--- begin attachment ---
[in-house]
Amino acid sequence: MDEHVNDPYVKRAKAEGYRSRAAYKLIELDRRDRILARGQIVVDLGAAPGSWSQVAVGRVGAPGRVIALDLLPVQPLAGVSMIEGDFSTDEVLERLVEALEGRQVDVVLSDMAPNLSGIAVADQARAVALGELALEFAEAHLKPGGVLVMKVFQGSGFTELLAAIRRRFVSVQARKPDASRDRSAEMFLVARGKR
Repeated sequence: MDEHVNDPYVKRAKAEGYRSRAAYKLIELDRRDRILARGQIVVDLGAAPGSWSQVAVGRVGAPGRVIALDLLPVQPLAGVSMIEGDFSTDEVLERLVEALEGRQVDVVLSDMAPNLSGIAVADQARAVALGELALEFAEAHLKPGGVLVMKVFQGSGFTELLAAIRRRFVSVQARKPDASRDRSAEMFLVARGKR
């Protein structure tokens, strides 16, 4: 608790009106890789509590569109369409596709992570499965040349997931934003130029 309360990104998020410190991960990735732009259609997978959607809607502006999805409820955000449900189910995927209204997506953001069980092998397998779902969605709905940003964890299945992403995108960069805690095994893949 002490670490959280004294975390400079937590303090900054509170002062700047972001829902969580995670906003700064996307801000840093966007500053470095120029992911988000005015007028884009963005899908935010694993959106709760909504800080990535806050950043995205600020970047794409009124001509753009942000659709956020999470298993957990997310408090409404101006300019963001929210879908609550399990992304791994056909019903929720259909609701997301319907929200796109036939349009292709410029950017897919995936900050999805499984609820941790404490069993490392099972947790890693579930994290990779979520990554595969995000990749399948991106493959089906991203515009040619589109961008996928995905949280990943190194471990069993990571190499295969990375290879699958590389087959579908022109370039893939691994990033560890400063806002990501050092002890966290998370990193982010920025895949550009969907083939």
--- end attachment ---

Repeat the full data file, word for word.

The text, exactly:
[in-house]
Amino acid sequence: MDEHVNDPYVKRAKAEGYRSRAAYKLIELDRRDRILARGQIVVDLGAAPGSWSQVAVGRVGAPGRVIALDLLPVQPLAGVSMIEGDFSTDEVLERLVEALEGRQVDVVLSDMAPNLSGIAVADQARAVALGELALEFAEAHLKPGGVLVMKVFQGSGFTELLAAIRRRFVSVQARKPDASRDRSAEMFLVARGKR
Repeated sequence: MDEHVNDPYVKRAKAEGYRSRAAYKLIELDRRDRILARGQIVVDLGAAPGSWSQVAVGRVGAPGRVIALDLLPVQPLAGVSMIEGDFSTDEVLERLVEALEGRQVDVVLSDMAPNLSGIAVADQARAVALGELALEFAEAHLKPGGVLVMKVFQGSGFTELLAAIRRRFVSVQARKPDASRDRSAEMFLVARGKR
């Protein structure tokens, strides 16, 4: 608790009106890789509590569109369409596709992570499965040349997931934003130029 309360990104998020410190991960990735732009259609997978959607809607502006999805409820955000449900189910995927209204997506953001069980092998397998779902969605709905940003964890299945992403995108960069805690095994893949 002490670490959280004294975390400079937590303090900054509170002062700047972001829902969580995670906003700064996307801000840093966007500053470095120029992911988000005015007028884009963005899908935010694993959106709760909504800080990535806050950043995205600020970047794409009124001509753009942000659709956020999470298993957990997310408090409404101006300019963001929210879908609550399990992304791994056909019903929720259909609701997301319907929200796109036939349009292709410029950017897919995936900050999805499984609820941790404490069993490392099972947790890693579930994290990779979520990554595969995000990749399948991106493959089906991203515009040619589109961008996928995905949280990943190194471990069993990571190499295969990375290879699958590389087959579908022109370039893939691994990033560890400063806002990501050092002890966290998370990193982010920025895949550009969907083939």